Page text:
Now, under the leadership of Lockwood-Shabat, the foundation has mapped out a five-year strategic plan called Together We Thrive, that will amp up the resources available to help women and girls, and broaden the range of practices and financial tools—including donor-advised funds—to make the foundation a more powerful giver, convener, and influencer in the D.C. area.
The Washington Area Women’s Foundation has been around since 1998, starting out with $35,000 in funds raised in the first year, with half of that redistributed as grants to the community. The foundation does not have an endowment and instead raises and redistributes its funding yearly.
In 2014, the Washington Area Women’s Foundation granted $1,015,000 in D.C., Maryland and Virginia. But this milestone is small compared to Lockwood-Shabat’s hopes for the foundation—which is to quintuple its grantmaking to $5 million a year over the next five years, essentially adding another million dollars in funding every year by persuading more donors to put their money toward funding for women and girls.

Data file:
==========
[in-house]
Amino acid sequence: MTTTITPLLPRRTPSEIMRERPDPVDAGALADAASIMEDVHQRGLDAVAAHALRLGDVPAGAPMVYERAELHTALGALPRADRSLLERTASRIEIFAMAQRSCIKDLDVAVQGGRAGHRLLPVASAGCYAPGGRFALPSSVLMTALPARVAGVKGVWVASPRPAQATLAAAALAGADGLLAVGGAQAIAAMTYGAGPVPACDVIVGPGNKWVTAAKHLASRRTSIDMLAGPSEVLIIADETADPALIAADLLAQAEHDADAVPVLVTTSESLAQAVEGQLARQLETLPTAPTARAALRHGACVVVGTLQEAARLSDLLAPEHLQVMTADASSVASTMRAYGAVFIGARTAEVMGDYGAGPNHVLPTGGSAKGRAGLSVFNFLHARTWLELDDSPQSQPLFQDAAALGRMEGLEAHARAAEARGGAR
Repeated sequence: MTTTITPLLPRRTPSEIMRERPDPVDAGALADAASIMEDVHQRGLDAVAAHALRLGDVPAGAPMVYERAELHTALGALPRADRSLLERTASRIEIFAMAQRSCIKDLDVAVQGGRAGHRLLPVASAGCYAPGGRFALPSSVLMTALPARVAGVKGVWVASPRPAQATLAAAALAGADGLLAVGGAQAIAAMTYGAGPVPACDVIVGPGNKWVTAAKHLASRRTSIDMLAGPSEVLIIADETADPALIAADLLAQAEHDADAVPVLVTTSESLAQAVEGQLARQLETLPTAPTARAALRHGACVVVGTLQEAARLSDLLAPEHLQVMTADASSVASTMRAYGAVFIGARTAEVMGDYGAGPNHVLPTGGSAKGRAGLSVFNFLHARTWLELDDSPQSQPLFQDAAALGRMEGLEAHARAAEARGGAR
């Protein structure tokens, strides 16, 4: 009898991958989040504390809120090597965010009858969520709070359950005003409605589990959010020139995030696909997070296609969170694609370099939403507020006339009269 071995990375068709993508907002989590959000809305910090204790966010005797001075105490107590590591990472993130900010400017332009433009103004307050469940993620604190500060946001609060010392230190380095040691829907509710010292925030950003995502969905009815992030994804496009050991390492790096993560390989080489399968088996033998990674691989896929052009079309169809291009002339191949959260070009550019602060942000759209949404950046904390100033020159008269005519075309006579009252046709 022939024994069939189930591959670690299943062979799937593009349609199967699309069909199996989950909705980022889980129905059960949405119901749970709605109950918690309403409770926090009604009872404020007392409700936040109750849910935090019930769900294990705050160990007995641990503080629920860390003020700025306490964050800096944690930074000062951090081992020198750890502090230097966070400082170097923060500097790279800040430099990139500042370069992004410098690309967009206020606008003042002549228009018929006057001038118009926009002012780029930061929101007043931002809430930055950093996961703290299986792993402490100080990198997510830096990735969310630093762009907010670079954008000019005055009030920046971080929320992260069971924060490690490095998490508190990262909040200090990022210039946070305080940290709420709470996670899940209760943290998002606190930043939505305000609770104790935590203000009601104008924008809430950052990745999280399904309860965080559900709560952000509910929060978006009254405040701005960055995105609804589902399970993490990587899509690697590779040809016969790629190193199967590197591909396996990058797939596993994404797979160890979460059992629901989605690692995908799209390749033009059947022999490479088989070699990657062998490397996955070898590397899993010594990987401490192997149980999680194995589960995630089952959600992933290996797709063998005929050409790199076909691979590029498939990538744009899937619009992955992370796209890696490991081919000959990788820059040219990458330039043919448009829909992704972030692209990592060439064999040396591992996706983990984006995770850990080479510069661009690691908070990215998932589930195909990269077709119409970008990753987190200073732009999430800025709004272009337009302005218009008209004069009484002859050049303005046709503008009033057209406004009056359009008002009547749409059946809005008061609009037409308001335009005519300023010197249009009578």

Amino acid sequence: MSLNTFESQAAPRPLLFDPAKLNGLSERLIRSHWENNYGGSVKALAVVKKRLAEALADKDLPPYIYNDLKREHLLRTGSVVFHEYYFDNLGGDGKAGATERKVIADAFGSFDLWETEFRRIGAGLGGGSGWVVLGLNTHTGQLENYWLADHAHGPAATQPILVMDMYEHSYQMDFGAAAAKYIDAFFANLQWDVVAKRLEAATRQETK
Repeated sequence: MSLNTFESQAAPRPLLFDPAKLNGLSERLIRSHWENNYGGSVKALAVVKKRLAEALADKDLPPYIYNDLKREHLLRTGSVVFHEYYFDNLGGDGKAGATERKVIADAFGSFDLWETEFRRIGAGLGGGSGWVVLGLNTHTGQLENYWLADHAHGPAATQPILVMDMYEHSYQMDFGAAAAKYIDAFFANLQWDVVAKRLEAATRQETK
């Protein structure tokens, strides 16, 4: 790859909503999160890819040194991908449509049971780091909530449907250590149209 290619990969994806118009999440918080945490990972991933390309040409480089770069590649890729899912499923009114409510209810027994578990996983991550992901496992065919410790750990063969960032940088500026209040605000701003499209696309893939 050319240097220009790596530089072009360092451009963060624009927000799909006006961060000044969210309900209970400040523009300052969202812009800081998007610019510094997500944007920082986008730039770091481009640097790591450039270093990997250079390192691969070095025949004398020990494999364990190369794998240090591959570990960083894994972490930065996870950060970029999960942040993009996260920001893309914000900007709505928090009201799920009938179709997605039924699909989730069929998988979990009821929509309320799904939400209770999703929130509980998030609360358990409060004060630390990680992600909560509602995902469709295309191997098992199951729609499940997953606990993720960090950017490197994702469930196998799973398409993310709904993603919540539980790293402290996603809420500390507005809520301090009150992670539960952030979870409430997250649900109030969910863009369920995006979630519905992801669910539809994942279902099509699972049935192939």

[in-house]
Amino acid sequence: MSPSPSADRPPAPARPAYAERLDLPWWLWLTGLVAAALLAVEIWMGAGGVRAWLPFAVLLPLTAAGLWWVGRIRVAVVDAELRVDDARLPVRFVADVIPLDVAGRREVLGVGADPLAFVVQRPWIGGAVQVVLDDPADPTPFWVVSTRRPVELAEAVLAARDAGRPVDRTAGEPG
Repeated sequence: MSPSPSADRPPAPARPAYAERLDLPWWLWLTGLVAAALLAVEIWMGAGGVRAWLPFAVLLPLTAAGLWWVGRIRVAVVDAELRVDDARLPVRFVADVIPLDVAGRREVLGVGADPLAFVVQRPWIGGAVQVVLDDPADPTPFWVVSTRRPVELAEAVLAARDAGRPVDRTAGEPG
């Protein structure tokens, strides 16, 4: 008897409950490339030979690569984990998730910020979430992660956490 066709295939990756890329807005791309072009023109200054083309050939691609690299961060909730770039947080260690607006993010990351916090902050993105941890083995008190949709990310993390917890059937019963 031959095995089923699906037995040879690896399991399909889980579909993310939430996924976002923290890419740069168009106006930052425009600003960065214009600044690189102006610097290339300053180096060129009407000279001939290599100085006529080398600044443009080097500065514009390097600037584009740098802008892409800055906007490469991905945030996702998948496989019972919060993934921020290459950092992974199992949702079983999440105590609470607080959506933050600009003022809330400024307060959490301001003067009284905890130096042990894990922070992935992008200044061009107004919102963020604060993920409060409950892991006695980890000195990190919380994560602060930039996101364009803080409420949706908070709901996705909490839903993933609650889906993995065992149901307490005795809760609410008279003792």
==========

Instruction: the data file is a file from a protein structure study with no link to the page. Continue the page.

Where does Lockwood-Shabat see this funding coming from? “We’ve been taking a long look at the role of women in philanthropy, and how we connect women in our region who, in many ways, have made it—they are at the pinnacle of their careers, and they are looking for ways to give back.”
Estimates of the net worth of women in the D.C. metro region are at $253 billion, said Lockwood-Shabat. “That number is projected to grow to $500 billion in the next 10 years, so harnessing the power of those resources, and catalyzing those resources toward women and families who need a little bit of investment to lift themselves out of poverty, is our goal.”
One difference in empowering women financially is that the money is more fully reinvested in the community. “Studies show that in female-headed households, women will reinvest as much as 90 percent of their new income back into their families, so for every dollar that we’re able to raise the income of low-income women, a great deal of that is going back into their families and to their children. This is really about improving the entire community.”